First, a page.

Movies live or die by their opening weekend grosses. Or so the not-so-old saw goes.
If a blockbuster wannabe doesn’t connect with audiences right away its chances of doing so over the long haul are limited.
And that’s being kind.
Why? The public typically rushes to see “event” films on opening weekend. The crush of media behind a given film is loudest right before its release date. And, most importantly, subsequent weekends feature shiny new releases clamoring for our attention.
“The Greatest Showman” isn’t playing by the usual rules.
The Hugh Jackman musical opened to a soft $8 million following its Dec. 20 release. That’s hardly encouraging to the studio’s bean counters. Given the tremendous competition during any given December film schedule, it seemed like “The Greatest Showman’s” box office hopes would deflate like a carnival balloon.
Only “The Greatest Showman” persevered.
Week after week the film’s box office results dropped modestly, compared to other films at the cineplex. Blockbuster films typically see their audiences dwindle by 50 percent (or more) from week to week.
“Showman” showed sturdy legs instead.
In fact, the film only dropped 14 percent over the current Martin Luther King, Jr. holiday weekend. More impressive? The film hauled in $11 million during that frame … more than its opening weekend.
It begs the question … why?
- It’s that rare, PG-rated film that isn’t animated or directly aimed at the kiddies.
- Word of mouth still matters, sparked by passionate social media conversations.
- Jackman is not only a talented song and dance man but less divisive than most modern stars.
- Oh, that irresistible music from the team behind “La La Land,” Benj Pasek and Justin Paul
20th Century Fox shrewdly upped the ante this weekend. The studio released a special version of the film in 300 theaters flashing the songs’ lyrics on the screen. The sing-a-long format is a brilliant marketing ploy to play up the film’s undeniable strength.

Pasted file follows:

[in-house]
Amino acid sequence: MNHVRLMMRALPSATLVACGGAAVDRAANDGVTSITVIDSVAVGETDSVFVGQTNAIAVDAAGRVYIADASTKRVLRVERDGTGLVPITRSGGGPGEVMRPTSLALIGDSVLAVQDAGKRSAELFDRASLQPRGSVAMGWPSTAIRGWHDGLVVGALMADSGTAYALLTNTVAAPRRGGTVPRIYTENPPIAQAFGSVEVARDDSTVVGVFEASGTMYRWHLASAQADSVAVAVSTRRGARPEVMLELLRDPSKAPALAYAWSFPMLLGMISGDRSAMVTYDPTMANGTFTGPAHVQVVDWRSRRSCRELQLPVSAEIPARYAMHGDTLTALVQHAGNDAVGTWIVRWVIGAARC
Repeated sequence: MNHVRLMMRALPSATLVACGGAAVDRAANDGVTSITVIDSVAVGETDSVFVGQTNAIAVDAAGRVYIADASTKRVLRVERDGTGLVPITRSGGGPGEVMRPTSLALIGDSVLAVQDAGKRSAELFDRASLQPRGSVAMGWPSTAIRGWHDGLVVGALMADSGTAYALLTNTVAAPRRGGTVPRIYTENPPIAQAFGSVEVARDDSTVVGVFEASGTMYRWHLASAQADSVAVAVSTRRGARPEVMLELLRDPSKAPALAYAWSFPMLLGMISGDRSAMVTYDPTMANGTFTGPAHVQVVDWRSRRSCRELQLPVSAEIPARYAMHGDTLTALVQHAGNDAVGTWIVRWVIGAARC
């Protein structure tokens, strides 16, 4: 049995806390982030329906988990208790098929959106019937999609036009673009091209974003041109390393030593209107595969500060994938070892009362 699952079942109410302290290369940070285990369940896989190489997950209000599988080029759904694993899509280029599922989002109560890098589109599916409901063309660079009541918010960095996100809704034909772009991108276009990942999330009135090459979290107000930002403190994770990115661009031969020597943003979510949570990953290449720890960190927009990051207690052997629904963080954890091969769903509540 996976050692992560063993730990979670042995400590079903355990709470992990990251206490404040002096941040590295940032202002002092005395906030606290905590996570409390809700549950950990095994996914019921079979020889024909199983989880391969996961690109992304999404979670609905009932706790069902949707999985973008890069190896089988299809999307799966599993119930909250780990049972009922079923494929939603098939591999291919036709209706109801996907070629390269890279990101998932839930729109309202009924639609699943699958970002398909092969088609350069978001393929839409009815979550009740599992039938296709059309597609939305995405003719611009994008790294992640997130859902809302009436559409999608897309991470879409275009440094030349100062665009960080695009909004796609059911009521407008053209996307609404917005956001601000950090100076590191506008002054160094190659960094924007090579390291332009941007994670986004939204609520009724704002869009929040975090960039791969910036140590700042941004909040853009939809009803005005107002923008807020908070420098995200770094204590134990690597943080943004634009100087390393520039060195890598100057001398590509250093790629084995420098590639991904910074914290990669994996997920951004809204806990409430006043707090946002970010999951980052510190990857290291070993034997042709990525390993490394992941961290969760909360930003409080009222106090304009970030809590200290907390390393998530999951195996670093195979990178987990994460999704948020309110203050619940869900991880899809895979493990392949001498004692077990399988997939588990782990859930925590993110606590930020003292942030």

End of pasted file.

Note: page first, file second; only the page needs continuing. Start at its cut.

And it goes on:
There is a caveat to all the good news. The film’s budget, according to BoxOfficeMojo.com, is $84 million. That means simply crossing the $100 million mark at the domestic box office, a given at this point, could be a minor victory, at best. Marketing and related costs suggest the film needs to make it least double that budget back before the studio can start breathing easier.
The overseas tally stands, at the moment, at $88 million. Not bad, but hardly a blockbuster.
What about the soundtrack sales?
The original soundtrack currently sits at no. 1 on the Billboard 200 albums chart. It’s also atop the iTunes charts in more than 60 countries. Plus, the film’s signature song, “This Is Me” (performed by Keala Settle) took home the Golden Globe for Best Original Song in a Motion Picture.
Could a golden statuette for Best Original Song be far behind?
That synergy can make up some of the budgetary costs. If the film eventually sparks a Broadway adaptation that changes everything.
The era of the movie musical is long gone. Yet whenever Hollywood dips its toe in the past the results are often startling. “La La Land” came thisclose to winning the Best Picture Oscar last year, but it earned near universal acclaim along with $151 million at the box office.
The 2012 version of “Les Miserables,” also with Jackman, netted $148 million. Two years later, “Into the Woods” earned $128 million.
“The Greatest Showman’s” remarkable journey wasn’t helped by film critics. The film earned a mild 55 percent “fresh” rating at RottenTomatoes.com. That’s compared to a robust 90 percent “fresh” score from site readers.
The people are speaking, over and again. Will Hollywood listen?